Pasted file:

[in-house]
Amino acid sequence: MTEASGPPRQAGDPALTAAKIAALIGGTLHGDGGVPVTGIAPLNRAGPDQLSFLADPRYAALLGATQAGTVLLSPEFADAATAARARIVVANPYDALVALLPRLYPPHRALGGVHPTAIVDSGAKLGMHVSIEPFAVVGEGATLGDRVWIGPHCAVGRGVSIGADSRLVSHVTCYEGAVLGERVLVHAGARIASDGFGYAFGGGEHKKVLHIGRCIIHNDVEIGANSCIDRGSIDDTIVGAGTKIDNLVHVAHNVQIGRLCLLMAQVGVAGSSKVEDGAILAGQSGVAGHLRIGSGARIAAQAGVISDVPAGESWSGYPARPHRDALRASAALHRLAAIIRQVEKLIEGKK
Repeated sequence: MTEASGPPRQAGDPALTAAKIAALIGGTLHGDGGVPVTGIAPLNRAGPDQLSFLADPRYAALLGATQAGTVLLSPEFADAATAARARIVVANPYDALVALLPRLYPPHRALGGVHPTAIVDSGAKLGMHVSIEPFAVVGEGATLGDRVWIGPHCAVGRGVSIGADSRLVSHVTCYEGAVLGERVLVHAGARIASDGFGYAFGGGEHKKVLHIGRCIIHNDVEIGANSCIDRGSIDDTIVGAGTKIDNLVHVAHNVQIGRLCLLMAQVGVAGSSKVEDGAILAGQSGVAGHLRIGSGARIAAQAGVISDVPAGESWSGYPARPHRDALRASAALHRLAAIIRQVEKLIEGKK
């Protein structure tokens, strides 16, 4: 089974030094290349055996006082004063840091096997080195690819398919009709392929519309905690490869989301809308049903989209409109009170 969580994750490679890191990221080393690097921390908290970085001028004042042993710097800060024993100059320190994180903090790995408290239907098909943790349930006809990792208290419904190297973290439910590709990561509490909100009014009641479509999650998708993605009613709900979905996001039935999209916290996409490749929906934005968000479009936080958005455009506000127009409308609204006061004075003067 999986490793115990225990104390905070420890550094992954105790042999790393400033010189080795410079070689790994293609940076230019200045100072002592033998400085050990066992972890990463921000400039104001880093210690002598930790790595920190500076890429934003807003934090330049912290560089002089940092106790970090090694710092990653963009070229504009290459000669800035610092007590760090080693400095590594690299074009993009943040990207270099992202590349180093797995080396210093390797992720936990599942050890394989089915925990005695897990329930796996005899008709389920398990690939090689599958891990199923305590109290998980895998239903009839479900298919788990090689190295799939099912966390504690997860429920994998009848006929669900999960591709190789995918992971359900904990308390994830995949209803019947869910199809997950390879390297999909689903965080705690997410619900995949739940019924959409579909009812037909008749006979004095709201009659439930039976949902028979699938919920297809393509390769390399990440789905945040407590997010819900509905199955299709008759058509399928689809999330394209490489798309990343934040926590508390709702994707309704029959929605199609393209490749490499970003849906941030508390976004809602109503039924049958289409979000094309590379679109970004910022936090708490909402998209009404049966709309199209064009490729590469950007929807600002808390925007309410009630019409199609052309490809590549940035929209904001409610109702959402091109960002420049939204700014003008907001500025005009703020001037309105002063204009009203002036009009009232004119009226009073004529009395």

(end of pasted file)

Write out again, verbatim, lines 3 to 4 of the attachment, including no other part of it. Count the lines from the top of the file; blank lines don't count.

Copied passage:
Repeated sequence: MTEASGPPRQAGDPALTAAKIAALIGGTLHGDGGVPVTGIAPLNRAGPDQLSFLADPRYAALLGATQAGTVLLSPEFADAATAARARIVVANPYDALVALLPRLYPPHRALGGVHPTAIVDSGAKLGMHVSIEPFAVVGEGATLGDRVWIGPHCAVGRGVSIGADSRLVSHVTCYEGAVLGERVLVHAGARIASDGFGYAFGGGEHKKVLHIGRCIIHNDVEIGANSCIDRGSIDDTIVGAGTKIDNLVHVAHNVQIGRLCLLMAQVGVAGSSKVEDGAILAGQSGVAGHLRIGSGARIAAQAGVISDVPAGESWSGYPARPHRDALRASAALHRLAAIIRQVEKLIEGKK
């Protein structure tokens, strides 16, 4: 089974030094290349055996006082004063840091096997080195690819398919009709392929519309905690490869989301809308049903989209409109009170 969580994750490679890191990221080393690097921390908290970085001028004042042993710097800060024993100059320190994180903090790995408290239907098909943790349930006809990792208290419904190297973290439910590709990561509490909100009014009641479509999650998708993605009613709900979905996001039935999209916290996409490749929906934005968000479009936080958005455009506000127009409308609204006061004075003067 999986490793115990225990104390905070420890550094992954105790042999790393400033010189080795410079070689790994293609940076230019200045100072002592033998400085050990066992972890990463921000400039104001880093210690002598930790790595920190500076890429934003807003934090330049912290560089002089940092106790970090090694710092990653963009070229504009290459000669800035610092007590760090080693400095590594690299074009993009943040990207270099992202590349180093797995080396210093390797992720936990599942050890394989089915925990005695897990329930796996005899008709389920398990690939090689599958891990199923305590109290998980895998239903009839479900298919788990090689190295799939099912966390504690997860429920994998009848006929669900999960591709190789995918992971359900904990308390994830995949209803019947869910199809997950390879390297999909689903965080705690997410619900995949739940019924959409579909009812037909008749006979004095709201009659439930039976949902028979699938919920297809393509390769390399990440789905945040407590997010819900509905199955299709008759058509399928689809999330394209490489798309990343934040926590508390709702994707309704029959929605199609393209490749490499970003849906941030508390976004809602109503039924049958289409979000094309590379679109970004910022936090708490909402998209009404049966709309199209064009490729590469950007929807600002808390925007309410009630019409199609052309490809590549940035929209904001409610109702959402091109960002420049939204700014003008907001500025005009703020001037309105002063204009009203002036009009009232004119009226009073004529009395």